Facebook India Head explains 3 ways that Indian tech startups need to transform
Business Insider India
- Facebook India’s Managing Director,
Ajit Mohan, highlights three ways that technology startupsin India need to transform.
- Bridging the gender divide, expanding financial inclusion and focusing on job creation is how startups can help the Indian economy hit its goal of $5 trillion.
- Tech giants, like Facebook, can play their part by directly investing in technology startups.
Ajit Mohan, the Managing Director of
TOP VIDEOS FOR YOUHaving been a part of the start-up economy, Mohan believes that its time for them to create an impact after an explosion in connectivity and Internet users.
"I would suggest that a company like Facebook and my colleagues at IAMAI will now have to fundamentally shift to say — let’s show the goods to drive real impact," stated Mohan at the Huddle Kerala startup event.
He highlighted three ways in which he thinks that technology start ups can transform — bridging the gender divide, bringing about financial inclusion, and focusing on job creation.
Bringing more women online
In India, only 30-35% of the connected population is women. The World Economic Forum as estimated that the country can add up to $770 billion to its GDP by 2025, by providing opportunities for women — especially in the technology industry.
"It can be a massive lever for opening up opportunities," said Mohan.
According to him, one of the biggest barriers to women coming online are safety and privacy concerns. In a lot of places, men even serve as gatekeepers to women accessing the Internet.
"I think all of this means that, in terms of the products we design and how we think about the ecosystem, we now have to put the agenda of breaking the gender divide front and center," explained Mohan.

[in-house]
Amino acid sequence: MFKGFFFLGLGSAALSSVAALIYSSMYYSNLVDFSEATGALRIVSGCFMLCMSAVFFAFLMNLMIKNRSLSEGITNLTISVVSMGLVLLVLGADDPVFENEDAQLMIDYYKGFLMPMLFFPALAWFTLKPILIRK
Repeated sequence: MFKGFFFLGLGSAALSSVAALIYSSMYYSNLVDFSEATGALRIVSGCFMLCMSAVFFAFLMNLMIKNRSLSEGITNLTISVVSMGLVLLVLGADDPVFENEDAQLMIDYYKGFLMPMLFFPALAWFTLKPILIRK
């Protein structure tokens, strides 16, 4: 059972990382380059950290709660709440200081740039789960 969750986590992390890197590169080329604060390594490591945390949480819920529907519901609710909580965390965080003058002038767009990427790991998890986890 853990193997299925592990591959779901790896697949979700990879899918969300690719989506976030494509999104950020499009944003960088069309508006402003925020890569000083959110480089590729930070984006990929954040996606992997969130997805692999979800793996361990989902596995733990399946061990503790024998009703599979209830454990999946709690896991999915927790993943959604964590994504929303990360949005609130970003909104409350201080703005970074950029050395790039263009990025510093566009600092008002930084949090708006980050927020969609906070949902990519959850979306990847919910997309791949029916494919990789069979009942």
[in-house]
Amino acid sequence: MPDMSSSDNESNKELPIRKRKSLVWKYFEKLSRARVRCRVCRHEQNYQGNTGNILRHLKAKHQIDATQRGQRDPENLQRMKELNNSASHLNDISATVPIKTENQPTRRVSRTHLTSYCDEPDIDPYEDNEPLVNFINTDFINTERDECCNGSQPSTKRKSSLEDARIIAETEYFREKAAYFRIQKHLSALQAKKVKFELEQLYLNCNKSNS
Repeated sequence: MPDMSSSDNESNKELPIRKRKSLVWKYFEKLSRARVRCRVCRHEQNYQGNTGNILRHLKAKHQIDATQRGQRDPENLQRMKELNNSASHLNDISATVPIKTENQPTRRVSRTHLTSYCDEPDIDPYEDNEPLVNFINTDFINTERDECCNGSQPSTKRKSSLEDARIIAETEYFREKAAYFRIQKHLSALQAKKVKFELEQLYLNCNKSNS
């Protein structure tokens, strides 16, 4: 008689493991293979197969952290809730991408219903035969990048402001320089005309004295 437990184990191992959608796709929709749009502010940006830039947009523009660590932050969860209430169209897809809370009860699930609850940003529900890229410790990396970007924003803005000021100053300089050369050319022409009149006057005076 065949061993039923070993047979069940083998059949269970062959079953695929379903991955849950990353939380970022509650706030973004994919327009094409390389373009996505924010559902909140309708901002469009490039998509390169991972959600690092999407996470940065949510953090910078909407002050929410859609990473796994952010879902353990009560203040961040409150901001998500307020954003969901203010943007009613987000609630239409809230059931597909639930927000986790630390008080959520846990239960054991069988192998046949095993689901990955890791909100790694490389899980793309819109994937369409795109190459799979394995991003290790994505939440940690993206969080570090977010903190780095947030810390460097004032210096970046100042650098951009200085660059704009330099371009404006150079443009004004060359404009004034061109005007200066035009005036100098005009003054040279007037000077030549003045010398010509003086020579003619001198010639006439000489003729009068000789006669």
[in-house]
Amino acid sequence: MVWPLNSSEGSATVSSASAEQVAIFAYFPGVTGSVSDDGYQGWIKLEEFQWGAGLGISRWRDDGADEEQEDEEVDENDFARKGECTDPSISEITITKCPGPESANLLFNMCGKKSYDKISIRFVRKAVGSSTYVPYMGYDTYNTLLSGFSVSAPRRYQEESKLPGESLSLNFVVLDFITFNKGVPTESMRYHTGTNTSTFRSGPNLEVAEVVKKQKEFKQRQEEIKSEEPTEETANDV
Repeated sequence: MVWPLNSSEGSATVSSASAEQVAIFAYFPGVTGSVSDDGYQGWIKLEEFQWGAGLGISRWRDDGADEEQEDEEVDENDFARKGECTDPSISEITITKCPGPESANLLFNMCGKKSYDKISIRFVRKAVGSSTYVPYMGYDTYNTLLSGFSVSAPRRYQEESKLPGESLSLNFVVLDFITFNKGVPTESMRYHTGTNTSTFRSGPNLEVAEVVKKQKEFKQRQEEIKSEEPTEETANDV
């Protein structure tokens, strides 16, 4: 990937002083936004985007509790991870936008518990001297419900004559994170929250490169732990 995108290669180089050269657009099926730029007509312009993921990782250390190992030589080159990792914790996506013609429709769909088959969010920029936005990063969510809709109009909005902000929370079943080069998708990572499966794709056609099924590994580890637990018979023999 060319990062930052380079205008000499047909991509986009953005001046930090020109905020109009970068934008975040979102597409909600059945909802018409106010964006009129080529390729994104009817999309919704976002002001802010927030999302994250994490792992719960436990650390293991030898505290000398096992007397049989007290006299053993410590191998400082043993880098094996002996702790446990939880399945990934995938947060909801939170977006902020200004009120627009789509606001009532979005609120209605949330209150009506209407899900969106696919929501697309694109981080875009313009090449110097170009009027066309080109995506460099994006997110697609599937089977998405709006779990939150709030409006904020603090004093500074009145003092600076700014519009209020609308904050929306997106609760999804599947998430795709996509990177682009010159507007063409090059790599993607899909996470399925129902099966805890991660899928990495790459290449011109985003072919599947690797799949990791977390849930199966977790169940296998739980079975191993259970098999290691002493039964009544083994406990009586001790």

Financial inclusion is a key indicator of development and India has made considerable progress over the past few years — but it still has a long way to go.
"It’s very clear that there’s an opportunity to bring the unbanked into the financial services flows in a way that was not cost effective for financial institutions three years ago," said Mohan.
According to him, this doesn’t only pertain to consumers in Tier II and Tier III cities but also to the unconnected in urban areas. People who are not yet a part of the financial net are an untapped resource for the Indian economy’s goal to hit $5 trillion.
"A big boost would just be making sure the startup ecosystem is able to introduce a whole new segment of consumers," explained Mohan.
Honing in on job creation through entrepreneurship
Unemployed is a growing problem in India and startups could be one possible solution to ease the pressure. Job creation from small businesses saw a growth of 13.9% over the last four years, according to a CII survey.
AdvertisementAnd within the spectrum of small businesses, startups are ‘critical’, according to Mohan. The industry as a whole and tech giants individually, including Facebook, need to contribute to the concept of entrepreneurship.
"Any analysis of any economy, anywhere around the world, including large economies like the US and Europe, the one clear signal is that most of the job creation happens from small businesses," explained Mohan.
What is Facebook doing?
Mohan said that Facebook is doing its part by showing a willingness to make direct investments in startups.
Earlier this year, the company invested in Meesho, which allows women entrepreneurs to pitch products to their friends and family.
Facebook is also using Spark Augmented Reality to help developers create new solutions, which Mohan believes has the potential for multiple use cases.
"Overall point is, there is now a willingness to invest in tech startups," said Mohan.
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